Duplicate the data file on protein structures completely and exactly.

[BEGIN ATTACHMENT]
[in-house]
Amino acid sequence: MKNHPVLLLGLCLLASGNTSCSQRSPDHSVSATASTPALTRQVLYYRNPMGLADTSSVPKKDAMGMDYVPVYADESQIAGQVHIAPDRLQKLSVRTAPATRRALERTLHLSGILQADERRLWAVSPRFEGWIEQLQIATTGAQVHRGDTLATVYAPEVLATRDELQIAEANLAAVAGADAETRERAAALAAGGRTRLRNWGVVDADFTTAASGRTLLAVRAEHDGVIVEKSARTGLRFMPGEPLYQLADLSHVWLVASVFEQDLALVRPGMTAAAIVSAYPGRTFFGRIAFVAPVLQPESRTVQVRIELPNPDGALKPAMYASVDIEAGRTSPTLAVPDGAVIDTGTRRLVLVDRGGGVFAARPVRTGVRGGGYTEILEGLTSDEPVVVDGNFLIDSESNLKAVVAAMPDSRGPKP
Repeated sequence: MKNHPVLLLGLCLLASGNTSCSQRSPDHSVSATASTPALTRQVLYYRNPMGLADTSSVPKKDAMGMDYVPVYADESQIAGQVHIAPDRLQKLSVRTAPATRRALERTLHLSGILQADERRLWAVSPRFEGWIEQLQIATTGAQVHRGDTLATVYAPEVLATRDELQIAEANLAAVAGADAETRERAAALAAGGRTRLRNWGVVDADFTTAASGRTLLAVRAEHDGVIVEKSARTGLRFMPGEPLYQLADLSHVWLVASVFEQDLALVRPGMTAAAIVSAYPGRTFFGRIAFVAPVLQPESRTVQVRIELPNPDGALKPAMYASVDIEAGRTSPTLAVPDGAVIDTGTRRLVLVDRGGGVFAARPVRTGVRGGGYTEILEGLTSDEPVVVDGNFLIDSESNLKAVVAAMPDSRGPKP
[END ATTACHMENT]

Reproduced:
[in-house]
Amino acid sequence: MKNHPVLLLGLCLLASGNTSCSQRSPDHSVSATASTPALTRQVLYYRNPMGLADTSSVPKKDAMGMDYVPVYADESQIAGQVHIAPDRLQKLSVRTAPATRRALERTLHLSGILQADERRLWAVSPRFEGWIEQLQIATTGAQVHRGDTLATVYAPEVLATRDELQIAEANLAAVAGADAETRERAAALAAGGRTRLRNWGVVDADFTTAASGRTLLAVRAEHDGVIVEKSARTGLRFMPGEPLYQLADLSHVWLVASVFEQDLALVRPGMTAAAIVSAYPGRTFFGRIAFVAPVLQPESRTVQVRIELPNPDGALKPAMYASVDIEAGRTSPTLAVPDGAVIDTGTRRLVLVDRGGGVFAARPVRTGVRGGGYTEILEGLTSDEPVVVDGNFLIDSESNLKAVVAAMPDSRGPKP
Repeated sequence: MKNHPVLLLGLCLLASGNTSCSQRSPDHSVSATASTPALTRQVLYYRNPMGLADTSSVPKKDAMGMDYVPVYADESQIAGQVHIAPDRLQKLSVRTAPATRRALERTLHLSGILQADERRLWAVSPRFEGWIEQLQIATTGAQVHRGDTLATVYAPEVLATRDELQIAEANLAAVAGADAETRERAAALAAGGRTRLRNWGVVDADFTTAASGRTLLAVRAEHDGVIVEKSARTGLRFMPGEPLYQLADLSHVWLVASVFEQDLALVRPGMTAAAIVSAYPGRTFFGRIAFVAPVLQPESRTVQVRIELPNPDGALKPAMYASVDIEAGRTSPTLAVPDGAVIDTGTRRLVLVDRGGGVFAARPVRTGVRGGGYTEILEGLTSDEPVVVDGNFLIDSESNLKAVVAAMPDSRGPKP